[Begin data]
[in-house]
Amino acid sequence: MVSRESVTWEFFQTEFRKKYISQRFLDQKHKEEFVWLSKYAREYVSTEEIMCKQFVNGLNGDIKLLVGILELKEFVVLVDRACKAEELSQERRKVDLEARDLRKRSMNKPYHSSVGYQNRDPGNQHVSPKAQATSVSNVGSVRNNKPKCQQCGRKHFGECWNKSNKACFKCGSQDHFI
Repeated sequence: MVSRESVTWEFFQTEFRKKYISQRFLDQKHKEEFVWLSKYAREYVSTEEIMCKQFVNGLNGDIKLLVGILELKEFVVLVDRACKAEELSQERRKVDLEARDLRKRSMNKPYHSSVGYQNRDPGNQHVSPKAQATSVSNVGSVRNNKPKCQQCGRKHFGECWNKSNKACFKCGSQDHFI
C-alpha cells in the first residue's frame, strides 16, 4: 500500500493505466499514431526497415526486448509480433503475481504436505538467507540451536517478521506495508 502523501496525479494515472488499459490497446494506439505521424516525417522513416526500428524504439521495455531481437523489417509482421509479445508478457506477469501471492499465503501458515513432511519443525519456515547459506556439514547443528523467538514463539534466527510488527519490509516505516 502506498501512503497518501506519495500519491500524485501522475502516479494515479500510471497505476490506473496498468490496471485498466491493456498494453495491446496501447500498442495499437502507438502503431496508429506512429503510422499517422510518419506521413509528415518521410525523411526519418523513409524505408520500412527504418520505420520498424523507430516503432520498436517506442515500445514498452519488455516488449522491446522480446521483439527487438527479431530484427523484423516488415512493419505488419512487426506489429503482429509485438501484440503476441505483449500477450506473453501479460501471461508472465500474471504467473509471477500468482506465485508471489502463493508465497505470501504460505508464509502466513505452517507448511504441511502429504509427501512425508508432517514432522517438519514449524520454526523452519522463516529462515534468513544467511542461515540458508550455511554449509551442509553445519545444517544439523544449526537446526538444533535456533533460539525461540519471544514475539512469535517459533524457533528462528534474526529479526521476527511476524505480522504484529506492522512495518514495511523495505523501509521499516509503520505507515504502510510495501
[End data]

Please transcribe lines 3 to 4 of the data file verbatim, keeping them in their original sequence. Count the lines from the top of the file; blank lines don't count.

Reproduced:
Repeated sequence: MVSRESVTWEFFQTEFRKKYISQRFLDQKHKEEFVWLSKYAREYVSTEEIMCKQFVNGLNGDIKLLVGILELKEFVVLVDRACKAEELSQERRKVDLEARDLRKRSMNKPYHSSVGYQNRDPGNQHVSPKAQATSVSNVGSVRNNKPKCQQCGRKHFGECWNKSNKACFKCGSQDHFI
C-alpha cells in the first residue's frame, strides 16, 4: 500500500493505466499514431526497415526486448509480433503475481504436505538467507540451536517478521506495508 502523501496525479494515472488499459490497446494506439505521424516525417522513416526500428524504439521495455531481437523489417509482421509479445508478457506477469501471492499465503501458515513432511519443525519456515547459506556439514547443528523467538514463539534466527510488527519490509516505516 502506498501512503497518501506519495500519491500524485501522475502516479494515479500510471497505476490506473496498468490496471485498466491493456498494453495491446496501447500498442495499437502507438502503431496508429506512429503510422499517422510518419506521413509528415518521410525523411526519418523513409524505408520500412527504418520505420520498424523507430516503432520498436517506442515500445514498452519488455516488449522491446522480446521483439527487438527479431530484427523484423516488415512493419505488419512487426506489429503482429509485438501484440503476441505483449500477450506473453501479460501471461508472465500474471504467473509471477500468482506465485508471489502463493508465497505470501504460505508464509502466513505452517507448511504441511502429504509427501512425508508432517514432522517438519514449524520454526523452519522463516529462515534468513544467511542461515540458508550455511554449509551442509553445519545444517544439523544449526537446526538444533535456533533460539525461540519471544514475539512469535517459533524457533528462528534474526529479526521476527511476524505480522504484529506492522512495518514495511523495505523501509521499516509503520505507515504502510510495501